During my doctoral studies at EHESS, I had been involved in two research programmes related to urbanisation in Asia and China: ITHESA and UrbaChina.
I had the opportunity to work on the UrbaChina programme from its proposal drafting (2010) to its evaluation (2015).

ITHESA (International Trading and Financials Hubs in East and Southeast Asia) was a research project financed by the French Agency for Research (ANR) and coordinated by prof. Gipouloux (CNRS) from 2005 to 2008. Its main purpose was to study the degree of interdependence of metropolises (Tokyo-Yokohama, Shanghai, Hong Kong, and Singapore) of the East Asia’s maritime corridor, from a trade and finance perspective.

I took part of this project only at its final stage, and prepared the final conference “International Trading and Financial Hubs in East and Southeast Asia: Rivalry and Complementarity” that was held in Paris on May 27-28, 2009.

I was also involved in the editing process of the following collective book written by research project members: Gipouloux, François (ed.) (2011), Gateways To Globalisation,  Asia’s International Trading and Finance Centres , Cheltenham, UK: Edward Elgar.

urbachina logoUrbaChina (2011-2015) was a EU funded project carried out by a consortium of 11 leading Chinese and European research institutions (CNRS, LSE, University of Lisbon, University of Birmingham, ISIS, RenDa, HuaDa, CAS, CASS, DRC and AAESR). Coordinated by the CNRS, the UrbaChina project activities consisted in analysing and defining China’s urbanisation trends for the next 40 years with reference to concepts of sustainability.

The UrbaChina research teams used a multifaceted approach, applying concepts and best practice methods from a range of disciplines, including economic geography, urban economics, environmental studies, sociology, anthropology, history.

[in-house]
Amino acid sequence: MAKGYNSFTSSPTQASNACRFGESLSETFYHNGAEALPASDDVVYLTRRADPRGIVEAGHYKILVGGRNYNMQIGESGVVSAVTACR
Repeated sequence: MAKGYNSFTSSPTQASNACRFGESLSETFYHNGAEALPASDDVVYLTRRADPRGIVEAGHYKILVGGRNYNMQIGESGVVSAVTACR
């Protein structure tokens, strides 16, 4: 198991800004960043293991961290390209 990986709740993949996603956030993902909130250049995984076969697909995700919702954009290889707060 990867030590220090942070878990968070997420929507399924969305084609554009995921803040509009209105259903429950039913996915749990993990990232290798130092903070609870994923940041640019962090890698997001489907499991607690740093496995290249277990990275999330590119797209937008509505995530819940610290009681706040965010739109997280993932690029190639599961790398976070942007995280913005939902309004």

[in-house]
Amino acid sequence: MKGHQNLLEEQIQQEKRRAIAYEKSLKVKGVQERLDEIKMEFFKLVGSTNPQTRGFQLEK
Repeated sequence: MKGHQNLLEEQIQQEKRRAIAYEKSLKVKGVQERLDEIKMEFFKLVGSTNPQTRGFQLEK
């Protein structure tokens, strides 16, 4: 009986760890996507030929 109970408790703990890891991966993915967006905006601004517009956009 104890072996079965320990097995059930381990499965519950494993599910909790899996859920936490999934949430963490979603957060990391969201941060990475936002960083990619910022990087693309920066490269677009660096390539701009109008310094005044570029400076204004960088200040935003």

This project specifically addressed four aspects of sustainability:
– institutional foundations and policies;
– land, property and the urban-rural divide;
– infrastructure and services for sustainable urbanisation;
– traditions and modern lifestyles in cities.

More information on UrbaChina may be found on their website and blog.

My role at UrbaChina

I was involved in both research and dissemination activities.

My colleagues from CNRS and I had for main objective to study the patterns and processes of China‘s urbanisation since market reforms and analyze central-local governments relations especially in regard to fiscal reforms.

We also studied the impacts of the persistence of Hukou (household registration system) on migrants’ housing.

For this project I made several field trips to China and conducted surveys in both Shanghai and Kunming where our team interviewed local officials, businessmen, academics, and land developers.

Our main results can be found in our working paper series and in the following collective book:

Gipouloux, Francois (ed.) (2015), China’s Urban Century:  Governance, Environment, and Socio-Economic imperatives, Cheltenham, UK: Edward Elgar.

In addition to field research, my team was also in charge of the project’s dissemination activities.

We operated a daily updated blog on which we posted news about progress realized by the Consortium, but also conference announcements, calls for papers and book and article reviews on urban issues in China.

All my posts can be found on the UrbaChina blog.

We also organized international conferences in Beijing, Rome, Kunming, Chongqing and Paris.